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Cloning method may help make personal stem cells

October 6, 2011 12:00:00 AM PDT
Scientists in New York used a cloning technique to create the type of customized stem cells that show promise for treating disease.

Researchers said the only problem is that the cells have too much genetic material to function properly.

Scientists have to figure a way around that before they can use the cells to develop genetically-matched tissue to treat various diseases.

In the study, researchers injected DNA from skin cells of a volunteer into donor eggs. Normally in cloning, the egg's genetic material is removed first, but researchers said that didn't work.

This new method only worked when the donor's DNA was left inside the egg and the volunteer's genetic material was added. That meant the result had 69 chromosomes, which is 23 too many.

Lead author Dieter Egli, a senior research fellow at the New York Stem Cell Foundation, said that's the reason why these cells could never make a viable human being.

However, the researchers were not trying to clone to create a human; they just wanted to produce stem cells.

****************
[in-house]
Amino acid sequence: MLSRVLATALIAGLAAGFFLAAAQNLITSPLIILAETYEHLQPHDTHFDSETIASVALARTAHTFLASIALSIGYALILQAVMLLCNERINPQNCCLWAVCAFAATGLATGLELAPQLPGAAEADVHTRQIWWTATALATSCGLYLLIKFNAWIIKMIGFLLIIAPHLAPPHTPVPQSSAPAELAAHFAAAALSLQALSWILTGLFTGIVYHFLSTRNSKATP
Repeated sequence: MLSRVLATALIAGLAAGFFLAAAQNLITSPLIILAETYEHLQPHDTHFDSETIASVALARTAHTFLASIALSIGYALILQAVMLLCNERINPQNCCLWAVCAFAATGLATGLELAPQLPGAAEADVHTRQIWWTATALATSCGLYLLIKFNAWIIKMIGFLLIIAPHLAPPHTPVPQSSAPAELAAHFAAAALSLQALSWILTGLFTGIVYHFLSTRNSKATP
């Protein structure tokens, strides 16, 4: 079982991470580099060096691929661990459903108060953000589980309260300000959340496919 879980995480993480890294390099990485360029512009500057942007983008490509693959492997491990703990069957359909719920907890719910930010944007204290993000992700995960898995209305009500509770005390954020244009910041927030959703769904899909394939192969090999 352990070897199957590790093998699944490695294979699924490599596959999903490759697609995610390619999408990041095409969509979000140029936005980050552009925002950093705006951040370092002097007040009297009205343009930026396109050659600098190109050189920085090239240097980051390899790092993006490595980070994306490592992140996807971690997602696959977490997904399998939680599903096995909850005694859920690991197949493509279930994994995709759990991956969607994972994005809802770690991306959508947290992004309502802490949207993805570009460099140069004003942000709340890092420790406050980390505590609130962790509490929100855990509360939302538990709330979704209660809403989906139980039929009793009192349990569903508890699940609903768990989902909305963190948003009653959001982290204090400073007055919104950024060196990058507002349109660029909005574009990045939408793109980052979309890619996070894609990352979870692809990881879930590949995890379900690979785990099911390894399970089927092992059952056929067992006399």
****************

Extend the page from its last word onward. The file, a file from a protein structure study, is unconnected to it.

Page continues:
Egli said he is trying several different approaches to overcome the barrier of too much DNA with the new technique. What's important, he said, is that it shows researchers can use this method to turn a person's own cells into potent stem cells, something that has been demonstrated before in animals.

The study was published online Wednesday in the journal Nature.

Study co-author Scott Noggle said researchers started with 270 eggs and eventually created two stem cell lines.

There's also another promising method to create personalized stem cells that doesn't involve embryos. That technique reprograms skin cells to turn into stem cells. Egli says that method has problems, too.

George Daley of the Harvard Stem Cell Institute said the New York group's work "is a major step forward scientifically," but the problem of the egg's leftover DNA is a serious limitation.

Daley said he thinks the alternative method of reprogramming cells will end up being more useful in the long run.

Arthur Caplan, director of the Center for Bioethics at the University of Pennsylvania, said this new work shows how hard it would be to use cloning to create people. That avoids a major ethical concern with embryonic stem cells, he said.

The Associated Press contributed to this report.

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